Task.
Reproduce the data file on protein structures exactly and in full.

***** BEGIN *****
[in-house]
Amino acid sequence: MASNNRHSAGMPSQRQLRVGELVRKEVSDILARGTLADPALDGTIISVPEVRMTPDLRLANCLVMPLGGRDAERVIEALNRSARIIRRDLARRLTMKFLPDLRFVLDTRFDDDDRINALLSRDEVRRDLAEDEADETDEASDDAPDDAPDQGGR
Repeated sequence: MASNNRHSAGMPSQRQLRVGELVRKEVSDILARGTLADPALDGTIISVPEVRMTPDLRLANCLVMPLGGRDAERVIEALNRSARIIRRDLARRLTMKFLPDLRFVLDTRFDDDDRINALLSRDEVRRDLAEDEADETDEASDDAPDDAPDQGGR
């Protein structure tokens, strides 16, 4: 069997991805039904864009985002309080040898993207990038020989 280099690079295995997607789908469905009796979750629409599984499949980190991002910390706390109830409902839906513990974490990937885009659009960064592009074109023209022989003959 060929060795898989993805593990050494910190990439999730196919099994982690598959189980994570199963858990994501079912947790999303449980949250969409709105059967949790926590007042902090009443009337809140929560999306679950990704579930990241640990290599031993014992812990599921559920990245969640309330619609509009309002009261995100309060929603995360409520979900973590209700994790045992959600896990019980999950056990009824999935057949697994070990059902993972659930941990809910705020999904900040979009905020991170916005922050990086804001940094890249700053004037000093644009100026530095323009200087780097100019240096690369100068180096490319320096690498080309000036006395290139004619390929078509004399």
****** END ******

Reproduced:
[in-house]
Amino acid sequence: MASNNRHSAGMPSQRQLRVGELVRKEVSDILARGTLADPALDGTIISVPEVRMTPDLRLANCLVMPLGGRDAERVIEALNRSARIIRRDLARRLTMKFLPDLRFVLDTRFDDDDRINALLSRDEVRRDLAEDEADETDEASDDAPDDAPDQGGR
Repeated sequence: MASNNRHSAGMPSQRQLRVGELVRKEVSDILARGTLADPALDGTIISVPEVRMTPDLRLANCLVMPLGGRDAERVIEALNRSARIIRRDLARRLTMKFLPDLRFVLDTRFDDDDRINALLSRDEVRRDLAEDEADETDEASDDAPDDAPDQGGR
């Protein structure tokens, strides 16, 4: 069997991805039904864009985002309080040898993207990038020989 280099690079295995997607789908469905009796979750629409599984499949980190991002910390706390109830409902839906513990974490990937885009659009960064592009074109023209022989003959 060929060795898989993805593990050494910190990439999730196919099994982690598959189980994570199963858990994501079912947790999303449980949250969409709105059967949790926590007042902090009443009337809140929560999306679950990704579930990241640990290599031993014992812990599921559920990245969640309330619609509009309002009261995100309060929603995360409520979900973590209700994790045992959600896990019980999950056990009824999935057949697994070990059902993972659930941990809910705020999904900040979009905020991170916005922050990086804001940094890249700053004037000093644009100026530095323009200087780097100019240096690369100068180096490319320096690498080309000036006395290139004619390929078509004399």